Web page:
Norm Prokup

**Cornell University**

PhD. in Mathematics

Norm was 4th at the 2004 USA Weightlifting Nationals! He still trains and competes occasionally, despite his busy schedule.

Share

Use the product rule to find the derivative of the product of two functions--the first function times the derivative of the second, plus the second function times the derivative of the first. The **product rule** is related to the quotient rule, which gives the derivative of the quotient of two functions, and the chain rule, which gives the derivative of the composite of two functions.

I want to talk about how to take the derivative of a product. And we'll start by talking about how not to do it. Let me give you an example. I have two functions. F of X equals X to the 4th and G of X equals X to the 6th . So I can make a product out of the two functions. F times G and that'll turn out to be X to the 10th . Now what's the derivative of this product of the two functions?

Well you might expect the derivative to be, the derivative of the product to be the product of the derivatives. The derivative with respect to X of F of X times the derivative with respect to X of G of X. And that would give you... well the derivative of F of X would be the derivative of X to the 4th and that's 4X cubed.

And the derivative of G of X is the derivative of X to the sixth, which is 6X to the fifth. And multiplying that out, I get 24X to the eighth. Good. But, I can also do this derivative a different way. The derivative of F of X times G of X is the same as the derivative of X to the tenth. And that derivative is 10X to the ninth, a very different function from 24X to the eighth. What went wrong?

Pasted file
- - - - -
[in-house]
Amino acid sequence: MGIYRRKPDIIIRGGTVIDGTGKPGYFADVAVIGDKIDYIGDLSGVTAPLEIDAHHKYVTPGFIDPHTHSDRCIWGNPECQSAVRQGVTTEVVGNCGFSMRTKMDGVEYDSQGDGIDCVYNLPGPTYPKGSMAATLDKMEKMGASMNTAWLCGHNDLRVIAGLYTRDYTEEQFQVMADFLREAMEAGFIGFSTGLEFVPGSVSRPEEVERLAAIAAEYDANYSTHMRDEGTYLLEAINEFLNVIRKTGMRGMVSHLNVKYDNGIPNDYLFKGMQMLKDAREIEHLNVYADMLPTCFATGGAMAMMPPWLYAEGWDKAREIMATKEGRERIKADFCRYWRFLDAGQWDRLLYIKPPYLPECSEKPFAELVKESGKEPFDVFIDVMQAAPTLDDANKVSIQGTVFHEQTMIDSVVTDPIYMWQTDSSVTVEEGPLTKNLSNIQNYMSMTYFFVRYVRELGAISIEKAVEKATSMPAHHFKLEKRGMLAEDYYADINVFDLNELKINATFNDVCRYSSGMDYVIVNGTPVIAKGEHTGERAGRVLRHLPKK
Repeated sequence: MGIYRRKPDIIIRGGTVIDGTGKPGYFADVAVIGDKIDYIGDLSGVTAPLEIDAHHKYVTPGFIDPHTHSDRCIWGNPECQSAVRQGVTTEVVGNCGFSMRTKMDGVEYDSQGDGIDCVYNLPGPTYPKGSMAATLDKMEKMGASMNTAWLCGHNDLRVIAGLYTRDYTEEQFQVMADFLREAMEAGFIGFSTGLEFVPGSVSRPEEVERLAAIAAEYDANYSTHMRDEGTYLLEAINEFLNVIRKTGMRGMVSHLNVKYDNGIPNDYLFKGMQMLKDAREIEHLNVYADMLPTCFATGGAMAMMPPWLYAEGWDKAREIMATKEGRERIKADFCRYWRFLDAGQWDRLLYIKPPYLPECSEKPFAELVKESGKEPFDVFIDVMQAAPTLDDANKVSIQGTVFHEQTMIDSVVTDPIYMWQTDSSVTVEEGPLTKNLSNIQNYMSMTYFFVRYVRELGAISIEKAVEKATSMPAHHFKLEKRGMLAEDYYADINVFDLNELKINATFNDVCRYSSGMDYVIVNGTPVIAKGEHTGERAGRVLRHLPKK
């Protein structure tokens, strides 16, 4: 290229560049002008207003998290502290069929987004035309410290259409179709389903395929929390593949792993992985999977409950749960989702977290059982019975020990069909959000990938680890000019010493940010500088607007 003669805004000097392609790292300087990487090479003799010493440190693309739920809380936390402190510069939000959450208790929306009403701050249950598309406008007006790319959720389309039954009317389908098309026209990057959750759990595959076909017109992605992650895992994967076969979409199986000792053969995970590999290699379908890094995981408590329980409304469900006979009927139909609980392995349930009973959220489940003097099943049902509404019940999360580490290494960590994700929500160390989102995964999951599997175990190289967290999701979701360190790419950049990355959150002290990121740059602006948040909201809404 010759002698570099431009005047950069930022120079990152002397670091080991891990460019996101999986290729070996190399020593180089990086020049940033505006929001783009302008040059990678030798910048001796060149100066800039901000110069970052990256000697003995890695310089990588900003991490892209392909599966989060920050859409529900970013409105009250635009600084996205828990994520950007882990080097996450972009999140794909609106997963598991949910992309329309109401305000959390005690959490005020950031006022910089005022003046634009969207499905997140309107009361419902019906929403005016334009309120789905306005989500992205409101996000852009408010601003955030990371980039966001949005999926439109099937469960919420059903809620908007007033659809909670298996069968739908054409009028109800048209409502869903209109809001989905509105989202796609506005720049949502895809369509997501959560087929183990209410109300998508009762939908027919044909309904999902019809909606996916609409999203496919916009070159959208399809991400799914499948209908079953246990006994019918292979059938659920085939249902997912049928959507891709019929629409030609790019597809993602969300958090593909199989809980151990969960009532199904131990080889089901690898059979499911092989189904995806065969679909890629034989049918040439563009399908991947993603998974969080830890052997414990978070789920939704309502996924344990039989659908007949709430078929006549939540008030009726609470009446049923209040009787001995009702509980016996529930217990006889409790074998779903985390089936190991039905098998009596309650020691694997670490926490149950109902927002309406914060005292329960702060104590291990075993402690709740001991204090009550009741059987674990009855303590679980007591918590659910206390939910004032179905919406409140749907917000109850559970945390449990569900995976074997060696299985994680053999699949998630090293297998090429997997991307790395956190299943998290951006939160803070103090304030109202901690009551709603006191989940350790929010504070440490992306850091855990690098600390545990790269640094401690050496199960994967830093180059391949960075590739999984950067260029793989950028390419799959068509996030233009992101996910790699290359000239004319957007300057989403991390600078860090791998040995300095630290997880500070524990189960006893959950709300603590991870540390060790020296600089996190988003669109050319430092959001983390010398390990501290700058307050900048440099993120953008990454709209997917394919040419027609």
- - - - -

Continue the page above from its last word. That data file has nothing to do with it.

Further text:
This is what went wrong. This statement's not true. So that's very important. When you take the derivative of a product, it does not equal the product of the derivatives. In general, the derivative of a product is not the derivative of F of X times the derivative of G of X. So, what is it? Well, what it is, is the product rule.

The derivative of F of X times G of X is the first function F of X times the derivative of the second function, G of X plus the second function G of X... (I'm going to go out of my box here)... times the derivative of F of X. The first times the derivative of the second, plus the second times the derivative of the first. That's the product rule.